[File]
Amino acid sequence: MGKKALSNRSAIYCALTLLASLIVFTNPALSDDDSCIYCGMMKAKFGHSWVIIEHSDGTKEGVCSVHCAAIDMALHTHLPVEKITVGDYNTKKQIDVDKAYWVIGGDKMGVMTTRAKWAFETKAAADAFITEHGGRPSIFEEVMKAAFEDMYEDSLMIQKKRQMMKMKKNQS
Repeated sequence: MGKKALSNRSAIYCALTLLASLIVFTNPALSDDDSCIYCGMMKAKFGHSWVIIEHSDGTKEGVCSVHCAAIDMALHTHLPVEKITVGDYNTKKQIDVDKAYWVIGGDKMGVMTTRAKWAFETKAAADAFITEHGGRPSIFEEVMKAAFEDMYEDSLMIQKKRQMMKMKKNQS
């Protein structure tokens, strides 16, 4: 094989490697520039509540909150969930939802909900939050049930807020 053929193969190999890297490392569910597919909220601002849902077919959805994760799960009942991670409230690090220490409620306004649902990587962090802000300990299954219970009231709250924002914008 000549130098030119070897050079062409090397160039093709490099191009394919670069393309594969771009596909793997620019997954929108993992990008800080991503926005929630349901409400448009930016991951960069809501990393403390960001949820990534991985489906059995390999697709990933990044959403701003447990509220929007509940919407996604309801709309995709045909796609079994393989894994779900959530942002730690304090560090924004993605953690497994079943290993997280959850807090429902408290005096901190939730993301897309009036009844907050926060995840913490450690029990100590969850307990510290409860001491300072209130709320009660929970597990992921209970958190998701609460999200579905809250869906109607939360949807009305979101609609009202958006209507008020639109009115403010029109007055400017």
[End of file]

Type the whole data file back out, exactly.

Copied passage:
Amino acid sequence: MGKKALSNRSAIYCALTLLASLIVFTNPALSDDDSCIYCGMMKAKFGHSWVIIEHSDGTKEGVCSVHCAAIDMALHTHLPVEKITVGDYNTKKQIDVDKAYWVIGGDKMGVMTTRAKWAFETKAAADAFITEHGGRPSIFEEVMKAAFEDMYEDSLMIQKKRQMMKMKKNQS
Repeated sequence: MGKKALSNRSAIYCALTLLASLIVFTNPALSDDDSCIYCGMMKAKFGHSWVIIEHSDGTKEGVCSVHCAAIDMALHTHLPVEKITVGDYNTKKQIDVDKAYWVIGGDKMGVMTTRAKWAFETKAAADAFITEHGGRPSIFEEVMKAAFEDMYEDSLMIQKKRQMMKMKKNQS
């Protein structure tokens, strides 16, 4: 094989490697520039509540909150969930939802909900939050049930807020 053929193969190999890297490392569910597919909220601002849902077919959805994760799960009942991670409230690090220490409620306004649902990587962090802000300990299954219970009231709250924002914008 000549130098030119070897050079062409090397160039093709490099191009394919670069393309594969771009596909793997620019997954929108993992990008800080991503926005929630349901409400448009930016991951960069809501990393403390960001949820990534991985489906059995390999697709990933990044959403701003447990509220929007509940919407996604309801709309995709045909796609079994393989894994779900959530942002730690304090560090924004993605953690497994079943290993997280959850807090429902408290005096901190939730993301897309009036009844907050926060995840913490450690029990100590969850307990510290409860001491300072209130709320009660929970597990992921209970958190998701609460999200579905809250869906109607939360949807009305979101609609009202958006209507008020639109009115403010029109007055400017």